Recently, the grey wolf lost its endangered species designation in Michigan, Minnesota, and Wisconsin and previously the ban was lifted in 5 western states. The American grey wolf population is now estimated to be at 6,200. Experts from the U.S. Geological Survey say grey wolves are in the best position they have been in the last 100 years. Nevertheless, the layman in me thinks that those numbers are low.
The grey wolf has been taken off of the endangered species list, because their population has reached optimal numbers for the ecosystem. Hunters and ranchers are concerned with attacks on livestock and big game. Now, the extent of the protection given to grey wolves will be determined by the states.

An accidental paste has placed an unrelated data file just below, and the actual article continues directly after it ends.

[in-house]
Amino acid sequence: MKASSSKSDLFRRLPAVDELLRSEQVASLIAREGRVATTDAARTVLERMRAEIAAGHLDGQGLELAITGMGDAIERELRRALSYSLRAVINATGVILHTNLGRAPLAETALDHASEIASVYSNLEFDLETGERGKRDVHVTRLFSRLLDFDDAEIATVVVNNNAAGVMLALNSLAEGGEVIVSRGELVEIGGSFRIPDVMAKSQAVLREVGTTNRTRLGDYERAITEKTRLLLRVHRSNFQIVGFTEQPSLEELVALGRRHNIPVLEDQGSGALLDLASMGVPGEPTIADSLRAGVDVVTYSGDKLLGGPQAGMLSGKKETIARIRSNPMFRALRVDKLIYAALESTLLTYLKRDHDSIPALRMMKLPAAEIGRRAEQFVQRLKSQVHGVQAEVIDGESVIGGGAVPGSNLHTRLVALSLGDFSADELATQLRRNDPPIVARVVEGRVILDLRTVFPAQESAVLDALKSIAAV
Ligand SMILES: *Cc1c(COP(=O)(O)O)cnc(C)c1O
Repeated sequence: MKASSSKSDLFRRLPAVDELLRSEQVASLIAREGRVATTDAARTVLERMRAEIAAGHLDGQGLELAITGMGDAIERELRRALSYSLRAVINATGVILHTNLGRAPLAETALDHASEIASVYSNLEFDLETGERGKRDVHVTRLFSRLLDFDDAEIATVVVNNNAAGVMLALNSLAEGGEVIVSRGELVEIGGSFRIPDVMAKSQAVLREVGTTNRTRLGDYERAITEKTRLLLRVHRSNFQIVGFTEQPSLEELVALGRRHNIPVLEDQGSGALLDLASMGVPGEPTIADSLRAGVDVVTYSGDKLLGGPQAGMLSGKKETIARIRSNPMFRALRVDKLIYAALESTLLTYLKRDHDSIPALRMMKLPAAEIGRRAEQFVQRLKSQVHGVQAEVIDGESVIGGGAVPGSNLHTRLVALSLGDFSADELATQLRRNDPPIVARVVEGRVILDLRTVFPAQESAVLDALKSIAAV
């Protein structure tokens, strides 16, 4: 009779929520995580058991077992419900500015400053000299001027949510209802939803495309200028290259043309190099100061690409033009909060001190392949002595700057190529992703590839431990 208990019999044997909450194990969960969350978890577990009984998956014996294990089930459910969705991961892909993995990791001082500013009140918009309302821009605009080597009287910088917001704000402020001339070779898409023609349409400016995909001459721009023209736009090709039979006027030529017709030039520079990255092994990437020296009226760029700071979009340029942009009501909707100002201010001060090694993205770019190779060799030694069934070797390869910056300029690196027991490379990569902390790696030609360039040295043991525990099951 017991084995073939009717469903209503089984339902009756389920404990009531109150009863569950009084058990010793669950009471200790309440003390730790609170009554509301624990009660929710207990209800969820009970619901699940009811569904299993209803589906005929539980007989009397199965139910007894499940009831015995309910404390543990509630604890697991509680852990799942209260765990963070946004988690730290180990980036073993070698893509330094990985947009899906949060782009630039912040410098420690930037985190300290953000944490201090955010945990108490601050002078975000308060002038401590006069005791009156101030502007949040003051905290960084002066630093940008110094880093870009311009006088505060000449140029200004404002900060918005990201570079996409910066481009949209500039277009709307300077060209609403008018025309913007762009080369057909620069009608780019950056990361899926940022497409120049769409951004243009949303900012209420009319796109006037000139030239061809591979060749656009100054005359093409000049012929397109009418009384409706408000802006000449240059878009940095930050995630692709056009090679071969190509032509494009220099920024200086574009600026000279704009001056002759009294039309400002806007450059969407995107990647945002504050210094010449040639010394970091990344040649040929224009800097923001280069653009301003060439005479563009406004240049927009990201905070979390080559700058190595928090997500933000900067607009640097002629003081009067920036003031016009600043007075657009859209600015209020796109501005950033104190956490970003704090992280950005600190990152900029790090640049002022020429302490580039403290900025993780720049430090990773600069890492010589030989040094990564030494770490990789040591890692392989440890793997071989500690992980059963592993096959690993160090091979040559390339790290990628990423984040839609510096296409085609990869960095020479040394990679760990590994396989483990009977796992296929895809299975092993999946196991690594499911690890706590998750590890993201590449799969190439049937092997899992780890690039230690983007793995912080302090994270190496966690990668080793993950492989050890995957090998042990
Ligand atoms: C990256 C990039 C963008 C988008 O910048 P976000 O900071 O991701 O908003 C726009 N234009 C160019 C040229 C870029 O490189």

The endangered species list is amusing, because I don’t know what animal’s population is on the decline until it is on the list. At that point, the federal government scrambles to protect the endangered animal. Then when an animal is taken off the list, environmentalists become worried; animals that are removed from the endangered species list face declines in funding and decreases in legislative protection.
On another note, I saw a fox last week. It made me smile.
- APNewsBreak: Feds to drop Great Lakes wolf listing (sfgate.com)
- Wolves Rebound But Future Uncertain (myfoxny.com)
- Gray wolves soon to fend for themselves (cbsnews.com)